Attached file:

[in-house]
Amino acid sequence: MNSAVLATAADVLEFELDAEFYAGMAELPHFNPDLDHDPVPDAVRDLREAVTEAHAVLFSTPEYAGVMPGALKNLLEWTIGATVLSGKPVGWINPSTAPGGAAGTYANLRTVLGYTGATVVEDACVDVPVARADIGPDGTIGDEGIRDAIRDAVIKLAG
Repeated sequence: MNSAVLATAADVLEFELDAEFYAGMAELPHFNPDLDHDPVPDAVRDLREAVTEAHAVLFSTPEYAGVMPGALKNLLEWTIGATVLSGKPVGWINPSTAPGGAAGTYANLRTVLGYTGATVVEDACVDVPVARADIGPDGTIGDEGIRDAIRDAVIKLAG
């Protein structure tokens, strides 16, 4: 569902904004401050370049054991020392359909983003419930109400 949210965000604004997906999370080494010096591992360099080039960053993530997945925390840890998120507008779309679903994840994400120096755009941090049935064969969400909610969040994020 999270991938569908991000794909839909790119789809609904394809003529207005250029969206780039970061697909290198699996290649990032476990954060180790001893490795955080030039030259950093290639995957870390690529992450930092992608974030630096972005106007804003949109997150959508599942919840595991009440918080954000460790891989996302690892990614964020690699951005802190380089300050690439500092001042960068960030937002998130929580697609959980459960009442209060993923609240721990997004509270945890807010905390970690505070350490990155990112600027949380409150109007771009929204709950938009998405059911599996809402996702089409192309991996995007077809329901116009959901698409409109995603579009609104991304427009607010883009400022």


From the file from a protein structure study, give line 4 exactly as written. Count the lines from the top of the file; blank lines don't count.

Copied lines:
């Protein structure tokens, strides 16, 4: 569902904004401050370049054991020392359909983003419930109400 949210965000604004997906999370080494010096591992360099080039960053993530997945925390840890998120507008779309679903994840994400120096755009941090049935064969969400909610969040994020 999270991938569908991000794909839909790119789809609904394809003529207005250029969206780039970061697909290198699996290649990032476990954060180790001893490795955080030039030259950093290639995957870390690529992450930092992608974030630096972005106007804003949109997150959508599942919840595991009440918080954000460790891989996302690892990614964020690699951005802190380089300050690439500092001042960068960030937002998130929580697609959980459960009442209060993923609240721990997004509270945890807010905390970690505070350490990155990112600027949380409150109007771009929204709950938009998405059911599996809402996702089409192309991996995007077809329901116009959901698409409109995603579009609104991304427009607010883009400022």